Children’s Toy Makeup May Not Be Safe Enough for Kids

Children like to copy the behaviors they see in the adults they admire. Kids like to play the teacher with their stuffed animals, dig in the garden with their toy trowels, cook with play kitchen toys, and dress up like grownups. This certainly can include painting their little faces with toy makeup. But, unlike toddler tools and children’s camping gear, toy makeup may be unsafe for kids. 

Toy makeup?

The first thing to consider is whether you give your child old makeup from your makeup bag or makeup sets intended for children. Makeup intended for adults may be safe for grownups but not children. Kids are more susceptible to toxicity than adults. Their delicate skin may absorb more of the ingredients than adult skin. Little children may use more makeup than a teen or adult would, applying liberal streaks of lipstick and eye shadow all over their faces.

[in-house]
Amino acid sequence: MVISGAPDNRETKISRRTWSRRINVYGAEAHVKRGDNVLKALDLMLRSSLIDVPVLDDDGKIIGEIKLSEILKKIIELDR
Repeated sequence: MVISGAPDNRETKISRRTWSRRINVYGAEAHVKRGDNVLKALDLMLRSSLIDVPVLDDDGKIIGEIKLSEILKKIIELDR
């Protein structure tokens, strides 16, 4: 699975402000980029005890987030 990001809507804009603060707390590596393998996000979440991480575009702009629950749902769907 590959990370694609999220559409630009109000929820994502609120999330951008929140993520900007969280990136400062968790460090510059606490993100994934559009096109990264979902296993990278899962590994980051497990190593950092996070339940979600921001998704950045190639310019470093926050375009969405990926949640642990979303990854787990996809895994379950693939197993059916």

They’re also more likely to put the makeup in their mouths, whether intentionally or by accident. 

The FDA surveyed heavy metals in cosmetics, including arsenic, cadmium, chromium, cobalt, lead, mercury, and nickel, and found that many cosmetics had these elements present in small quantities. However, they were testing for these minerals with adults in mind, not children. 

Are children’s toy makeup kits a better choice, then? Not necessarily. Tests of kids’ makeup kits have found high levels of asbestos, endocrine disrupters, carcinogens, and heavy metals. The regulation of these toys is limited, and many sets are made overseas, where regulation may be even more limited. 

Playing dress-up safely

If you decide to allow kids to use makeup, either toy makeup or products from your own collection, follow some simple rules:

  • Read the labels. Toy makeup labels won’t list arsenic contamination, but they may show that their products contain Polymethyl methacrylate, formaldehyde, or endocrine-active parabens.
  • Supervise kids’ use of cosmetics of all kinds. Make sure kids don’t ingest lip balm and other sweet-smelling products.
  • Avoid full-face painting, even for Halloween or stage plays.
  • Wash up afterward with soap and water. Children can have fun painting their faces and then wash off the chemicals before they have too much exposure. 

If you have concerns about toy makeup safety, check in with your child’s pediatrician

 

Image courtesy of Adobe.